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Brussels, 17th December 2003

Free movement of capital: Commission takes the Netherlands to Court of Justice on special powers in KPN and TNT

The European Commission has decided to take the Netherlands to the European Court of Justice in two separate cases with respect to certain provisions of the Articles of Association of KPN and TPG that grant the Dutch State special rights as holder of the special share ("golden share") in the respective capital of the companies. Given the major influence these special rights confer on KPN's and TNT's financial decision-making as well as the management of the two companies, this "golden share" could deter investors from other Member States from investing in the capital of the two firms. The Commission therefore takes the view that these special rights are contrary to the free movement of capital laid down in Article 56 of the EC Treaty and the right of establishment in Article 43.

Koninklijke KPN N.V. (KPN) and TNT Post Groep N.V. (TPG) are the two firms that emerged from the privatisation in 1998 of Koninklijke PTT Nederland N.V., the public telecommunications and postal services operator in the Netherlands. When partly privatising the latter's capital in 1994, the Dutch State decided that special powers were needed to safeguard in particular the provision of a minimum universal service in the telecommunications sector as well as in distribution and logistical services. The articles of association of Koninklijke KPN N.V therefore provided for a so-called "golden share" conferring special rights to approve certain decisions taken by the firm's competent bodies which is now reflected in the articles of association of KPN and TPG.

The Commission takes the view that, without being explicitly discriminatory, these special powers are liable to make it more difficult to acquire shareholdings in the firms concerned and therefore deter investors from other Member States from investing in their capital. They are, therefore, likely to render illusory the free movement of capital and so constitute a restriction on capital movements within the meaning of Article 56 of the Treaty. As in Case C-98/01 (judgment of the Court of 13 May 2003, Commission v United Kingdom / "BAA"), the restrictions at issue do not arise as the result of the normal operation of company law, but as result of measures attributable to the Dutch State.

Also, in so far as these special powers also allow the Dutch State to exercise control over the management policy of the two companies, they affect direct investment and could thus also constitute a restriction on the freedom of establishment guaranteed by Article 43 of the Treaty (Court rulings of 4 June 2002 in Commission v France (C-483/99), Commission v Belgium (C-503/99) and Commission v Portugal (C-367-98).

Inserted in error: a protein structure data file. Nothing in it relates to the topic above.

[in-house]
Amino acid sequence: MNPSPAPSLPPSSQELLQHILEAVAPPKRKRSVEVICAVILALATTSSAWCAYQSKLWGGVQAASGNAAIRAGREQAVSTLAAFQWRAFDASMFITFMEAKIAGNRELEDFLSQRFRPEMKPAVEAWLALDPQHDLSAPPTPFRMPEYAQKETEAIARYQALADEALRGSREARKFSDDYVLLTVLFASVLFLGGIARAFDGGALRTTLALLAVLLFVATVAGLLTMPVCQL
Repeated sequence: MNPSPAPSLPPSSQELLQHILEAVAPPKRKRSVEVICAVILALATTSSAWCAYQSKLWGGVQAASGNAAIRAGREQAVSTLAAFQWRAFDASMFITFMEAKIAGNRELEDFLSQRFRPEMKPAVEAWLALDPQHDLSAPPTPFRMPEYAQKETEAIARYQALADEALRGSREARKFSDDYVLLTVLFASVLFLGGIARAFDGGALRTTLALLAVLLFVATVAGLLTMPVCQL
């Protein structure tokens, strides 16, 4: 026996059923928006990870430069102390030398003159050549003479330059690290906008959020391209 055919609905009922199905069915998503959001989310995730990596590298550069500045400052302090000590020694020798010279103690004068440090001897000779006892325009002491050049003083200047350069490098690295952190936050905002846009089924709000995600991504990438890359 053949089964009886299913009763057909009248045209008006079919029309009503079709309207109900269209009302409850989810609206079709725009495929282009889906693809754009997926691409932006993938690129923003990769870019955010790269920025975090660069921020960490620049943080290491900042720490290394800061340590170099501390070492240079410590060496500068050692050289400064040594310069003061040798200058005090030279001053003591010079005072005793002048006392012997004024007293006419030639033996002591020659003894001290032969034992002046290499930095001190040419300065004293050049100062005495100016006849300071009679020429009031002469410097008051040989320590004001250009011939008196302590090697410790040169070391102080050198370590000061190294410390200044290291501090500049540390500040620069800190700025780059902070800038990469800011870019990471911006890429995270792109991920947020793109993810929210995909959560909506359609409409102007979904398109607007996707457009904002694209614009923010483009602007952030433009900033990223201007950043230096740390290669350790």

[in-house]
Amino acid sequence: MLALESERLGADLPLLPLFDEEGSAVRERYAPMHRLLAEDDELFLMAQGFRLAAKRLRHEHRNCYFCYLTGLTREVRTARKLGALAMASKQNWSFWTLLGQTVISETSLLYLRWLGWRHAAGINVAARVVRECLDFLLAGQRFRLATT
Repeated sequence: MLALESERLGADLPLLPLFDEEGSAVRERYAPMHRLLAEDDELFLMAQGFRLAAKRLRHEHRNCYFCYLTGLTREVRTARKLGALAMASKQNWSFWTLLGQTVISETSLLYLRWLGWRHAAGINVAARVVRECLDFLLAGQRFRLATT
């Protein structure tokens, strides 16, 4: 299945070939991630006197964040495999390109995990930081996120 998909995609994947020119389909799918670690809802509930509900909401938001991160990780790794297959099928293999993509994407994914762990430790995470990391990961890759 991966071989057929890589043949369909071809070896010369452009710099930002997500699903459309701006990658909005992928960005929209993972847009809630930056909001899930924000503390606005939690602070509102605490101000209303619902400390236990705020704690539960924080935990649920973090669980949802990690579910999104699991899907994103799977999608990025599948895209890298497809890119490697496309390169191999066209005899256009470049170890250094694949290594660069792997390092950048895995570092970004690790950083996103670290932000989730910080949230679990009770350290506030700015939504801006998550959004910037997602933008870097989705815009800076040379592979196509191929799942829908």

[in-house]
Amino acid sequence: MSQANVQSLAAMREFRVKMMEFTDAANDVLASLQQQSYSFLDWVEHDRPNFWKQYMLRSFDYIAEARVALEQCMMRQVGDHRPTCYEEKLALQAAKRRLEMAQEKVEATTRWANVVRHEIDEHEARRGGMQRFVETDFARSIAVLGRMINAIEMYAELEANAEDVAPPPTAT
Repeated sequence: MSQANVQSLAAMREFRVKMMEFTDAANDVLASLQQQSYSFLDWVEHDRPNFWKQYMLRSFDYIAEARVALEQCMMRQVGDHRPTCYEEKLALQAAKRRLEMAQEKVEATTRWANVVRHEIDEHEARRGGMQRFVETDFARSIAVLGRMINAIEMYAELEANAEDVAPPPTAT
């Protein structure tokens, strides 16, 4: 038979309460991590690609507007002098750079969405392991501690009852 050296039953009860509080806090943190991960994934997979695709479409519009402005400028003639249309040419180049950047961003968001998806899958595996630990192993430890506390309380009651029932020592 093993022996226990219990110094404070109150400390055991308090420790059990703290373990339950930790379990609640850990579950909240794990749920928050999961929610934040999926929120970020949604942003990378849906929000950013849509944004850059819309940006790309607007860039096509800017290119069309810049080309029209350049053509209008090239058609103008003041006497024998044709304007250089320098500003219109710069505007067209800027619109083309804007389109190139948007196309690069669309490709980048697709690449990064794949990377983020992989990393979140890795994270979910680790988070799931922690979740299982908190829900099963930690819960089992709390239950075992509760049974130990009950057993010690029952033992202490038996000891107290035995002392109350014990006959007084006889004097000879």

There is no indication that these restrictions could be justified by the grounds given in Article 45, 46 or 58 of the Treaty or, according to the Court's case-law, by imperative requirements relating to the general interest, provided that they are applied in a non-discriminatory fashion, or that they are such as to guarantee attainment of the objective pursued and do not go beyond what is necessary for that objective to be met, in order to comply with the criterion of proportionality.


In the case of KPN N.V., the Commission notes that the special powers attached to the special share relate not only to the provision of a universal service in the telecommunications sector, as defined by Community Directives, but also to other services not forming part of the universal service. In the latter case, it is considered that there are no imperative requirements relating to the public interest that would justify restrictions on the fundamental freedoms of the Treaty. The Commission also notes that the Dutch authorities have not availed themselves of all the possibilities afforded by Community telecommunications Directives to guarantee provision of a minimum universal service. Accordingly it considers that the "golden share" in KPN is a derogation from the provisions of Community law that is neither appropriate or proportionate. Furthermore, the use of the special powers in question is discretionary in nature and thus incompatible with the case law of the Court, which requires that objective, stable and publicly known criteria should be attached to authorisation procedures.

TNT Post Groep N.V.

As regards TNT Post Groep N.V., the Commission notes that the rights conferred by the "golden share" also relate to the supply of postal services that do not form part of the universal service as defined by Directive 97/67/EC (e.g. express courrier services and logistical services). Such services do not, therefore, constitute an imperative requirement relating to the general interest that could justify restrictions on the fundamental principles of the Treaty. Moreover, as in the case of KPN, the Dutch authorities have not availed themselves of all the mechanisms provided for in Directive 97/67/EC for safeguarding the provision of a universal service in the postal sector. Directive 2002/39/EC widened the scope available to Member States for introducing checks and specific procedures to ensure that the reserved services were being provided. Against this background, the use of procedures conferring special powers is disproportionate to the objective pursued. Lastly, the discretionary nature of the use of these special powers is incompatible with the requirements laid down in the Court's case law.

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